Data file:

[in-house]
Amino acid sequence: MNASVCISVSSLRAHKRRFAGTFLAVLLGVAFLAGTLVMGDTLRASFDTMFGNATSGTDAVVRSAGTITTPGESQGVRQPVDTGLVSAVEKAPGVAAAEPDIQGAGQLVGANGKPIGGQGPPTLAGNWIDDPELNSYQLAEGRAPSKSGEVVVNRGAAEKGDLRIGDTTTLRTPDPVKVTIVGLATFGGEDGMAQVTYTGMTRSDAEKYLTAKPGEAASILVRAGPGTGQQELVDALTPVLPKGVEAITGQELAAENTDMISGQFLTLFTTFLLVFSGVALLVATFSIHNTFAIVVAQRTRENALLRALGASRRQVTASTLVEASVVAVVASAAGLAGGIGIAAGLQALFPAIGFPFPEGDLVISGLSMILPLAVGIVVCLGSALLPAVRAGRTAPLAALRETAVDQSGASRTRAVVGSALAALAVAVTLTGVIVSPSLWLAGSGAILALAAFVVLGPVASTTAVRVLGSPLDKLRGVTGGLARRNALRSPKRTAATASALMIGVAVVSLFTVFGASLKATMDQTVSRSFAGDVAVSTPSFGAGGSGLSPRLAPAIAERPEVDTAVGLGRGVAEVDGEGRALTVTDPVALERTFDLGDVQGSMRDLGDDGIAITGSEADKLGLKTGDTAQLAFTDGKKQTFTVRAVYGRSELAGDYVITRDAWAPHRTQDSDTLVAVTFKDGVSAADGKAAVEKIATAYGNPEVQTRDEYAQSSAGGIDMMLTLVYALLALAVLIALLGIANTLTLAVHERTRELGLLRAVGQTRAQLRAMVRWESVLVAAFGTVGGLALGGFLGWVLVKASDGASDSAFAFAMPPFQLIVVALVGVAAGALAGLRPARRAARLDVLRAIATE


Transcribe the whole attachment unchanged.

[in-house]
Amino acid sequence: MNASVCISVSSLRAHKRRFAGTFLAVLLGVAFLAGTLVMGDTLRASFDTMFGNATSGTDAVVRSAGTITTPGESQGVRQPVDTGLVSAVEKAPGVAAAEPDIQGAGQLVGANGKPIGGQGPPTLAGNWIDDPELNSYQLAEGRAPSKSGEVVVNRGAAEKGDLRIGDTTTLRTPDPVKVTIVGLATFGGEDGMAQVTYTGMTRSDAEKYLTAKPGEAASILVRAGPGTGQQELVDALTPVLPKGVEAITGQELAAENTDMISGQFLTLFTTFLLVFSGVALLVATFSIHNTFAIVVAQRTRENALLRALGASRRQVTASTLVEASVVAVVASAAGLAGGIGIAAGLQALFPAIGFPFPEGDLVISGLSMILPLAVGIVVCLGSALLPAVRAGRTAPLAALRETAVDQSGASRTRAVVGSALAALAVAVTLTGVIVSPSLWLAGSGAILALAAFVVLGPVASTTAVRVLGSPLDKLRGVTGGLARRNALRSPKRTAATASALMIGVAVVSLFTVFGASLKATMDQTVSRSFAGDVAVSTPSFGAGGSGLSPRLAPAIAERPEVDTAVGLGRGVAEVDGEGRALTVTDPVALERTFDLGDVQGSMRDLGDDGIAITGSEADKLGLKTGDTAQLAFTDGKKQTFTVRAVYGRSELAGDYVITRDAWAPHRTQDSDTLVAVTFKDGVSAADGKAAVEKIATAYGNPEVQTRDEYAQSSAGGIDMMLTLVYALLALAVLIALLGIANTLTLAVHERTRELGLLRAVGQTRAQLRAMVRWESVLVAAFGTVGGLALGGFLGWVLVKASDGASDSAFAFAMPPFQLIVVALVGVAAGALAGLRPARRAARLDVLRAIATE